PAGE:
In general, cat's eye gems can be used as stones for looking into one's past, as well as for insight into the future. For those who wear cat's eye gems, it is believed that the eye is protective and acts as a symbol of the past, present and future. Cat's eyes are also believed to be beneficial for those with any eye-related health problems. If used and worn correctly, it is said to help alleviate problems with glaucoma, cataracts and vision problems such as near or far-sightedness.
In antiquity, as well as in the Middle Ages, people believed that the cosmos is reflected in gemstones. The esoteric movement revived the ancient belief and the gem industry made it another marketing tool to promote certain gems. Although the healing powers of gems remain a controversial issue, it has been mentioned for centuries by healers, shamans and medicine men of various cultures. Whether it's fact or a placebo effect, it truly doesn't matter as long as it helps those who need and believe in it. The best practice for those who use gemstones for crystal and metaphysical healing is to wear the gemstone or gemstone jewelry so that it is in direct contact with the skin, especially close to the troubled or wounded parts of the body.
Sillimanite Gemstone and Jewelry Design Ideas Back to Top
Sillimanite is a rather rare gemstone, and even rarer when it comes to jewelry. Faceted, transparent sillimanite is especially rare but with its decent hardness, it is perfectly suitable for most jewelry designs, whether it is an everyday-wear ring, or as an occasionally worn fashion jewelry design. Due to its rarity, you will not likely find sillimanite gemstones or sillimanite jewelry in your local retail jewelry store. Buyers seeking quality sillimanite will need to look for sillimanite via online dealers that specialize in colored stones. Sillimanite gemstones can make exquisite jewelry, particularly the cat's eye variety of sillimanite, which is ideal for rings and other designs which allow light to strike the gem directly. Rings will show off its strong chatoyancy better than earrings, as these designs tend to hit the light more, whereas necklace pendants may be hidden by hair or clothing when worn. However, sillimanite exhibits a rather strong level of chatoyancy, similar to chrysoberyl, so even when exposed to indirect lighting, fine cat's eye sillimanite can reflect a cat's eye. Faceted sillimanite looks exquisite in any settings, and when cut properly, sillimanite can exhibit excellent reflections; bright, vivid and attractive sparkle that challenge even the finest sapphire and golden chrysoberyl.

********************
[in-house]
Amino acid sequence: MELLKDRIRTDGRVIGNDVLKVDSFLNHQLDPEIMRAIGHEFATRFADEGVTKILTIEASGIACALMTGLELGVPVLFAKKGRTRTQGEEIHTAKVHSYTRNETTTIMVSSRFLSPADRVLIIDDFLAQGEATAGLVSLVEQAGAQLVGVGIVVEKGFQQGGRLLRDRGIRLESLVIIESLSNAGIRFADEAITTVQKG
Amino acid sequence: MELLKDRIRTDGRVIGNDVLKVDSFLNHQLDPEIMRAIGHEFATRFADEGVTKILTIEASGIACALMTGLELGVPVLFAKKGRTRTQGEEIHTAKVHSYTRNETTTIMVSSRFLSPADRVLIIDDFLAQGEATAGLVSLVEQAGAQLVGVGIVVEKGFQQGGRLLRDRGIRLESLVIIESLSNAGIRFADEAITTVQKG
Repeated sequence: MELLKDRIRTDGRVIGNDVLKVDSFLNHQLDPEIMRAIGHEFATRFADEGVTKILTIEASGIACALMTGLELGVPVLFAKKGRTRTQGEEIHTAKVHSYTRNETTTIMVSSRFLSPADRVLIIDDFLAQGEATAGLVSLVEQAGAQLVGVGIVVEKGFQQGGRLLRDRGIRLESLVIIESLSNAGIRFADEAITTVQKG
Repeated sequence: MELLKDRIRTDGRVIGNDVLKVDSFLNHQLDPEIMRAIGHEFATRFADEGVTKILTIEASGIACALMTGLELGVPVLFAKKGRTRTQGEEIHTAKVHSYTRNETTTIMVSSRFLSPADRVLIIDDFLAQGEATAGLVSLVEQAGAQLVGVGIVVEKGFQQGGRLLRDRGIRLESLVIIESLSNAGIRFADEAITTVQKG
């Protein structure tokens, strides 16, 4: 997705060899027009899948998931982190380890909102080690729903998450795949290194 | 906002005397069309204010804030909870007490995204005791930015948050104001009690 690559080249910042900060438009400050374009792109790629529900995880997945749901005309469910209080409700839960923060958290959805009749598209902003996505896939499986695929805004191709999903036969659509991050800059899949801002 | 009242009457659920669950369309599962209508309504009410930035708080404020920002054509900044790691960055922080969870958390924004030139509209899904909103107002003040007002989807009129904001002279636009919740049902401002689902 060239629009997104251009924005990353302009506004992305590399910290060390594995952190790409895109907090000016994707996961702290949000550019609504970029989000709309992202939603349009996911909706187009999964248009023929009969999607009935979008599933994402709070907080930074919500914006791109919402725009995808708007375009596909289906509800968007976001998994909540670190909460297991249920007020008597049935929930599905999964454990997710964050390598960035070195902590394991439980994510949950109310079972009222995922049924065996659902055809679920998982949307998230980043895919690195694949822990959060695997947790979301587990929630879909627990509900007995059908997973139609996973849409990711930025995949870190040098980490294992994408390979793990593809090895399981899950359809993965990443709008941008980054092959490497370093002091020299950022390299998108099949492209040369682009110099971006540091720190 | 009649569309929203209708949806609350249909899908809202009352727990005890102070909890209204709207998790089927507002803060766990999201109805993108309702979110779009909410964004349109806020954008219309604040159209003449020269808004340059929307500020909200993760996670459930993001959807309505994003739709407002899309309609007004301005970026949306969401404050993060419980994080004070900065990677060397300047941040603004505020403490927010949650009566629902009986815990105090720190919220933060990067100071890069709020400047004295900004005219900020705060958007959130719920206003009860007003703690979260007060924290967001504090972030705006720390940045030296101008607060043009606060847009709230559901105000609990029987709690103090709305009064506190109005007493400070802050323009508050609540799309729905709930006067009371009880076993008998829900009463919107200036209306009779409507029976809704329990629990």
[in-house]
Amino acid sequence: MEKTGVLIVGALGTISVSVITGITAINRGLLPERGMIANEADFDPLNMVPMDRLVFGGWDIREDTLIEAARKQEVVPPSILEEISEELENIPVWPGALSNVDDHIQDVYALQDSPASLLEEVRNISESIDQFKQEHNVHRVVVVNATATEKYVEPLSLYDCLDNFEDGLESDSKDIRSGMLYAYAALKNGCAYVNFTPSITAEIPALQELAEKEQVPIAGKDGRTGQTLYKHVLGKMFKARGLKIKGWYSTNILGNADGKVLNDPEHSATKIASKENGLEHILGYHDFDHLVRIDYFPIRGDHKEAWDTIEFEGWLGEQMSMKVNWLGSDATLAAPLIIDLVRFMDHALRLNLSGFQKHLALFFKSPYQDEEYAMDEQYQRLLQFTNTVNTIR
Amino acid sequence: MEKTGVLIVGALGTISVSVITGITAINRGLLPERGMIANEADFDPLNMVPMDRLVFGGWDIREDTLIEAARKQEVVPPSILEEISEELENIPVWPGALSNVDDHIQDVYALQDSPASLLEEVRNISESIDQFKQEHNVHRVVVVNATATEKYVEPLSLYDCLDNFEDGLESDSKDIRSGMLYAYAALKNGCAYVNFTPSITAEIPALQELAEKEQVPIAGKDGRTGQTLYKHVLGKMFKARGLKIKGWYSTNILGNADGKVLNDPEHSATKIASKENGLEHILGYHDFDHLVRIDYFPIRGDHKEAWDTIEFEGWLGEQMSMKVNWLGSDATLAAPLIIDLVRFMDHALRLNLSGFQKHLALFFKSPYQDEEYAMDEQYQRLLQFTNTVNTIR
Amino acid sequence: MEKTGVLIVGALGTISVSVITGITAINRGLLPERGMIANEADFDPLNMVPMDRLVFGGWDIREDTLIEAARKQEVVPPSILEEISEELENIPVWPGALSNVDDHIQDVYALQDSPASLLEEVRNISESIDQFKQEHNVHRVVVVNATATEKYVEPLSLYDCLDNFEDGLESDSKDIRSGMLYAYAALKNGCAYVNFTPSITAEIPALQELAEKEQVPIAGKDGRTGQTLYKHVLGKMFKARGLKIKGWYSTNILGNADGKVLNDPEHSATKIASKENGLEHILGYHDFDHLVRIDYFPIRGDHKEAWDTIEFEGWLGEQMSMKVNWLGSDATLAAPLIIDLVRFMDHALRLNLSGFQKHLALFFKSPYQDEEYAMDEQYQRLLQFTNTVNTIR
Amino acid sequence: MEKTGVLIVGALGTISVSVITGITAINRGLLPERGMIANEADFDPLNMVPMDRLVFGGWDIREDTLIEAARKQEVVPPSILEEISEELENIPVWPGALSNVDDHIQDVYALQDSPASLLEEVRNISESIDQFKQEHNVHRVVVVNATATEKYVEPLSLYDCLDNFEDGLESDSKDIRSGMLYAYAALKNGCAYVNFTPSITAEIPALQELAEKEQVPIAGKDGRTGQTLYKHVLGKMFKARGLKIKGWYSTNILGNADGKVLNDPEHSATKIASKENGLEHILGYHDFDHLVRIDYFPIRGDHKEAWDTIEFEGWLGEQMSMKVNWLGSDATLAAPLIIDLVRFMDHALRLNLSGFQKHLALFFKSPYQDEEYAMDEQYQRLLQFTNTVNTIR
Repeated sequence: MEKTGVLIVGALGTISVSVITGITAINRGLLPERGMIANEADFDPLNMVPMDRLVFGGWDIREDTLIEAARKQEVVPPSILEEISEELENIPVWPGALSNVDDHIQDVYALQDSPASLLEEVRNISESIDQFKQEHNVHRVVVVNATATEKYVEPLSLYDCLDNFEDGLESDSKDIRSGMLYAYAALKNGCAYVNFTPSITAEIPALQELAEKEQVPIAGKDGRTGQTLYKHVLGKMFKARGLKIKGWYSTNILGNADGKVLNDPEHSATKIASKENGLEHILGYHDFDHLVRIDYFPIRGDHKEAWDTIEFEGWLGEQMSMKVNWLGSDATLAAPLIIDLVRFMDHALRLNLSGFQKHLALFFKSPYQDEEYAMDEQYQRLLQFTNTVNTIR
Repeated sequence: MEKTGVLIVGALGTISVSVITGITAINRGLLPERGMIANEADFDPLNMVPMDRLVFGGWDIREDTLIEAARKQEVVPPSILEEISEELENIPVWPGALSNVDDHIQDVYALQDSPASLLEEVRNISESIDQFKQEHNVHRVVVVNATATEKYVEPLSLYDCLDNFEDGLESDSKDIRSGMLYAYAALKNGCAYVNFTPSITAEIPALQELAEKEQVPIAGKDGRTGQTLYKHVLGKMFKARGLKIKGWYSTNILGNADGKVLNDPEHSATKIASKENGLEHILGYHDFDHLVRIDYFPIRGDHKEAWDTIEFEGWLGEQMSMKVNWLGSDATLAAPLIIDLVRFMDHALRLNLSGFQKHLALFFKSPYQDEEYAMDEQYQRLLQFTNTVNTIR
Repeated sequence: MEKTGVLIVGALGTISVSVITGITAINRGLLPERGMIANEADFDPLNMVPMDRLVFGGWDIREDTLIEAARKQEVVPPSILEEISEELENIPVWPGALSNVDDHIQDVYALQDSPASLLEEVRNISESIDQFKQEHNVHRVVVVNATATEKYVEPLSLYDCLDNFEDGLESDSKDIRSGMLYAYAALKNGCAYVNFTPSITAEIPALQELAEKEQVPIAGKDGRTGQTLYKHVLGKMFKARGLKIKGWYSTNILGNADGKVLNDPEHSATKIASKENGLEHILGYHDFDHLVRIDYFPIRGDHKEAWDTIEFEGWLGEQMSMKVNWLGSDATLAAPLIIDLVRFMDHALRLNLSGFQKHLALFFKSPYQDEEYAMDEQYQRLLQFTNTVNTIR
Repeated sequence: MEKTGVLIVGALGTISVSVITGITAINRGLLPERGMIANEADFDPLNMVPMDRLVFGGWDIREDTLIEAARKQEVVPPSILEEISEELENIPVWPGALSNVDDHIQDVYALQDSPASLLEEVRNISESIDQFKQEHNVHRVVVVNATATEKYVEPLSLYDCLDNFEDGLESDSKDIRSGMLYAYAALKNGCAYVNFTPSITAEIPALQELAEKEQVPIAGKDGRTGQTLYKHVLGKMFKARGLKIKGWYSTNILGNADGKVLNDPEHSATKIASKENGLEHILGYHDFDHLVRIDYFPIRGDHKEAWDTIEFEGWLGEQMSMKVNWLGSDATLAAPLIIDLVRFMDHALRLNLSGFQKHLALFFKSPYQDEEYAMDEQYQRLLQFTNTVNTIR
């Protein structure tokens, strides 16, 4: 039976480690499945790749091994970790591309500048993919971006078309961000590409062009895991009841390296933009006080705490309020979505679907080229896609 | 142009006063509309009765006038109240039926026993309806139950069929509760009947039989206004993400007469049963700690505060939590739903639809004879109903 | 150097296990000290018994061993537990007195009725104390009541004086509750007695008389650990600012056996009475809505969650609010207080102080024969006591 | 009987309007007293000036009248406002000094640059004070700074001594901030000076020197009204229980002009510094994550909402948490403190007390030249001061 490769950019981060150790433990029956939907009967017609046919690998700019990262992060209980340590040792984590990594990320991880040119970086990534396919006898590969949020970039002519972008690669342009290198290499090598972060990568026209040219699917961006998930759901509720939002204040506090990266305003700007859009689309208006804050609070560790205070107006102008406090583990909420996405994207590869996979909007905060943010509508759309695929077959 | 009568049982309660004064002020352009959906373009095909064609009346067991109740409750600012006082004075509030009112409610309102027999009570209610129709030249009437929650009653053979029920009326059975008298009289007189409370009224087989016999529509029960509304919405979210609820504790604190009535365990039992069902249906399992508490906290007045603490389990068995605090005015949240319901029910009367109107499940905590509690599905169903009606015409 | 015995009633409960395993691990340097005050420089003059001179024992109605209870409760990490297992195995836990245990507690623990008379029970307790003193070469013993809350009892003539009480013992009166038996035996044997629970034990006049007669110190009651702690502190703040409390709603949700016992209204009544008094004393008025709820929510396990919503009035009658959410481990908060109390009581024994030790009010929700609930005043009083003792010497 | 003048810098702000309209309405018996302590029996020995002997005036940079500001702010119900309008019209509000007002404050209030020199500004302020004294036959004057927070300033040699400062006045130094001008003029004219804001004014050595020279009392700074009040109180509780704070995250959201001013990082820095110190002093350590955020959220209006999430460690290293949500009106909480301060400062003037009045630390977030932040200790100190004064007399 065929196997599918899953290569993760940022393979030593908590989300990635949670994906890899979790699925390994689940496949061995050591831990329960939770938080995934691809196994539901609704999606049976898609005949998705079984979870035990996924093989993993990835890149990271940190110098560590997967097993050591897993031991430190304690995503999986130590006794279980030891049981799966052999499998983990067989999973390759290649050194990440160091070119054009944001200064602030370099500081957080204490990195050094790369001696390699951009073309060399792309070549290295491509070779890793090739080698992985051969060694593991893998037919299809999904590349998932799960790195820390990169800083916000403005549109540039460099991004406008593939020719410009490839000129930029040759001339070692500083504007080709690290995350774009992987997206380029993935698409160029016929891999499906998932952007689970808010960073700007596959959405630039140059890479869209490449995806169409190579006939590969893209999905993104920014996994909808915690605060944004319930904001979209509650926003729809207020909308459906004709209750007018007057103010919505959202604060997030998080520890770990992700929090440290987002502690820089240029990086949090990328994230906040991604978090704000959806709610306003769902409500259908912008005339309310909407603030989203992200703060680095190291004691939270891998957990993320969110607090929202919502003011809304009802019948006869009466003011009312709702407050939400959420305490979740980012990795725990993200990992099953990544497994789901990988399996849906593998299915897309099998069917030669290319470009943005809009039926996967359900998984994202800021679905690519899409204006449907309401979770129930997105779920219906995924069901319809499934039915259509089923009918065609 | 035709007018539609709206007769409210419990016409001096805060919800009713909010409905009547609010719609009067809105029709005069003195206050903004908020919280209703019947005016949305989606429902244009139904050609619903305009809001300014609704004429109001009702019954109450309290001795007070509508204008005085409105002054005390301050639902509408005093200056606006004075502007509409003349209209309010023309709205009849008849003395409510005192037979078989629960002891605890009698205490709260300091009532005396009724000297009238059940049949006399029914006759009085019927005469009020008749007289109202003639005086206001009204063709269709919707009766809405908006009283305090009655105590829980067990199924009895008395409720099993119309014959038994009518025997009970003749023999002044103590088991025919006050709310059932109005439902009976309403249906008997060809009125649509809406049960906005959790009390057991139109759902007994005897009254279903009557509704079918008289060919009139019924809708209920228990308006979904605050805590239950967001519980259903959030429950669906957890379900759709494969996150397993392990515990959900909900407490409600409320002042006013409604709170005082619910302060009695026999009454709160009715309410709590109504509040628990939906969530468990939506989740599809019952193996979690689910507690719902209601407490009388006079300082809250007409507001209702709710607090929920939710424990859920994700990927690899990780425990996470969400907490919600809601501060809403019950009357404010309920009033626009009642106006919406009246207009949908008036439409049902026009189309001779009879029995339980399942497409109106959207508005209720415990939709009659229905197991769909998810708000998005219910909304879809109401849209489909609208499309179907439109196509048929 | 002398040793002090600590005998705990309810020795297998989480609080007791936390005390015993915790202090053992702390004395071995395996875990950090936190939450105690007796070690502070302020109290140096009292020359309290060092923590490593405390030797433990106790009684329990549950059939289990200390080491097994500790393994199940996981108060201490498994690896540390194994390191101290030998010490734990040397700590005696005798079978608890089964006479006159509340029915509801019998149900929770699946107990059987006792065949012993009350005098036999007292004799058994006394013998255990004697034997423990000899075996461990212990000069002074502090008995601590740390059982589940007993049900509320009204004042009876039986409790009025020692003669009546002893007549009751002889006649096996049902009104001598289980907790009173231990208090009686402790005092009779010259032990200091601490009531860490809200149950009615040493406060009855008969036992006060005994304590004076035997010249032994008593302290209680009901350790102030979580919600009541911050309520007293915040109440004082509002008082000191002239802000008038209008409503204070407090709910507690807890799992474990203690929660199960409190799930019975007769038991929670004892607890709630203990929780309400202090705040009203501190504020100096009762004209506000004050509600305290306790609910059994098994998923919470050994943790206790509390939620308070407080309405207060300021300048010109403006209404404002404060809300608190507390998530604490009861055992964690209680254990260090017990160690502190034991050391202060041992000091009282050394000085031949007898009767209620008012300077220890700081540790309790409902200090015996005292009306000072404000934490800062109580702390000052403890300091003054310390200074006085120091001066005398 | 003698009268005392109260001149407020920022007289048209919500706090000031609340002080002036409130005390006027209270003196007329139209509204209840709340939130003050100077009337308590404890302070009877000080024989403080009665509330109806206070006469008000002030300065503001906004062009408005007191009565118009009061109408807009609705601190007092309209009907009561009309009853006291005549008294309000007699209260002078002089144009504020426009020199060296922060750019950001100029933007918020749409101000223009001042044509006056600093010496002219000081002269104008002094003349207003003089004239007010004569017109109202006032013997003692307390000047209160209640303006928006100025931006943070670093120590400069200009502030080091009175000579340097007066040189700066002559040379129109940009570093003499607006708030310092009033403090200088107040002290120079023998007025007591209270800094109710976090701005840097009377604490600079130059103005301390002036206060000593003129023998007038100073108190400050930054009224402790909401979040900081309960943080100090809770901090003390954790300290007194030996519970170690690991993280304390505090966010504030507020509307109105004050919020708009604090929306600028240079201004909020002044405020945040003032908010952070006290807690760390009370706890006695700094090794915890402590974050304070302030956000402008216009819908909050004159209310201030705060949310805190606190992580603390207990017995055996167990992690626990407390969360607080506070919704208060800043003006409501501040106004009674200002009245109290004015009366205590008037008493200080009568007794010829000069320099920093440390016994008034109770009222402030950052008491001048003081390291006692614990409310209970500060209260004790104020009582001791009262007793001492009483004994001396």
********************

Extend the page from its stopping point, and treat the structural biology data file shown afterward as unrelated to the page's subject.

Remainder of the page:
Note: Always buy colored gemstones by millimeter size and not by carat weight. Colored stones can vary tremendously in regard to size-to-weight ratio. Some stones are often much larger, while other types of stones may be much smaller in size when compared to a diamond of the same carat weight.
Sillimanite Gemstone and Jewelry Cleaning and Care Back to Top
Sillimanite is rather durable with a hardness similar to that of quartz. However, with its perfect cleavage, uneven fracture, and brittle tenacity, it can be somewhat prone to chipping if not cared for when worn as jewelry. Since sillimanite is usually cut en cabochon, this normally is not too much of a concern, but when faceted, sillimanite can wear down along the edges. To clean your sillimanite gems and jewelry, it is recommended that only plain soapy water and a soft cloth are used. Be sure to rinse gemstones well to remove soapy residue, and while cleaning, it is best to avoid the use of any harsh chemicals or cleaners, such as bleach or ammonia. As with all colored stones, it is best to avoid ultrasonic cleaners and steamers as they can damage the color, or even cause the stone to fracture.
Always take off jewelry before exercising, playing sports or engaging in chores, such as gardening or washing dishes. Store sillimanite gems away from other gems and jewelry to avoid scratches and fractures. It is best to always wrap your gemstones in soft cloth or place them inside a fabric-lined jewelry box for extra protection.
- First Published: July-29-2015
- Last Updated: October-17-2017